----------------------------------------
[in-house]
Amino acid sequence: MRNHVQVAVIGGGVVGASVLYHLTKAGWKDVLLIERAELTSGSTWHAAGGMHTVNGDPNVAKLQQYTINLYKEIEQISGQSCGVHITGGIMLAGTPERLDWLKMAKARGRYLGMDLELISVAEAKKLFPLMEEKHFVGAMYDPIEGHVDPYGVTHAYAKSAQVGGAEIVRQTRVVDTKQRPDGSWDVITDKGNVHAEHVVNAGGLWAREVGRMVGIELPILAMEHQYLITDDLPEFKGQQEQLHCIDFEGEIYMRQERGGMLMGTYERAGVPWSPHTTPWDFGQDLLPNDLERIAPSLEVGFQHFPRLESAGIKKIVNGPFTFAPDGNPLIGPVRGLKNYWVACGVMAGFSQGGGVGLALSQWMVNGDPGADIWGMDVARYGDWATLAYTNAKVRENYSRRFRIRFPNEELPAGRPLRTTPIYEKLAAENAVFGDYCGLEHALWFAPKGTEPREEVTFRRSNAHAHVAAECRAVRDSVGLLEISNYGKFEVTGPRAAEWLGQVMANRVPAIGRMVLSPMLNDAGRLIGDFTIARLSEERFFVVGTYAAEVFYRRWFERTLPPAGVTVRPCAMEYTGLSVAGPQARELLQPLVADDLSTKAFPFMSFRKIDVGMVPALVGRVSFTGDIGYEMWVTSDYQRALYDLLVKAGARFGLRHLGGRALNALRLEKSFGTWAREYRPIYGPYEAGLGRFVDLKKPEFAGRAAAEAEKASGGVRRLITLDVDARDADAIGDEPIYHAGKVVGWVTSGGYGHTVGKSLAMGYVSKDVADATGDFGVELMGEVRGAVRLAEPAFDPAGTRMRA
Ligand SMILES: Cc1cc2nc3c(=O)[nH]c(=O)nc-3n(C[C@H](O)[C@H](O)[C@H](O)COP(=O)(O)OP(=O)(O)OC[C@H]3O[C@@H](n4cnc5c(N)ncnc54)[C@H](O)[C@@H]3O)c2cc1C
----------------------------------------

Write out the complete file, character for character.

[in-house]
Amino acid sequence: MRNHVQVAVIGGGVVGASVLYHLTKAGWKDVLLIERAELTSGSTWHAAGGMHTVNGDPNVAKLQQYTINLYKEIEQISGQSCGVHITGGIMLAGTPERLDWLKMAKARGRYLGMDLELISVAEAKKLFPLMEEKHFVGAMYDPIEGHVDPYGVTHAYAKSAQVGGAEIVRQTRVVDTKQRPDGSWDVITDKGNVHAEHVVNAGGLWAREVGRMVGIELPILAMEHQYLITDDLPEFKGQQEQLHCIDFEGEIYMRQERGGMLMGTYERAGVPWSPHTTPWDFGQDLLPNDLERIAPSLEVGFQHFPRLESAGIKKIVNGPFTFAPDGNPLIGPVRGLKNYWVACGVMAGFSQGGGVGLALSQWMVNGDPGADIWGMDVARYGDWATLAYTNAKVRENYSRRFRIRFPNEELPAGRPLRTTPIYEKLAAENAVFGDYCGLEHALWFAPKGTEPREEVTFRRSNAHAHVAAECRAVRDSVGLLEISNYGKFEVTGPRAAEWLGQVMANRVPAIGRMVLSPMLNDAGRLIGDFTIARLSEERFFVVGTYAAEVFYRRWFERTLPPAGVTVRPCAMEYTGLSVAGPQARELLQPLVADDLSTKAFPFMSFRKIDVGMVPALVGRVSFTGDIGYEMWVTSDYQRALYDLLVKAGARFGLRHLGGRALNALRLEKSFGTWAREYRPIYGPYEAGLGRFVDLKKPEFAGRAAAEAEKASGGVRRLITLDVDARDADAIGDEPIYHAGKVVGWVTSGGYGHTVGKSLAMGYVSKDVADATGDFGVELMGEVRGAVRLAEPAFDPAGTRMRA
Ligand SMILES: Cc1cc2nc3c(=O)[nH]c(=O)nc-3n(C[C@H](O)[C@H](O)[C@H](O)COP(=O)(O)OP(=O)(O)OC[C@H]3O[C@@H](n4cnc5c(N)ncnc54)[C@H](O)[C@@H]3O)c2cc1C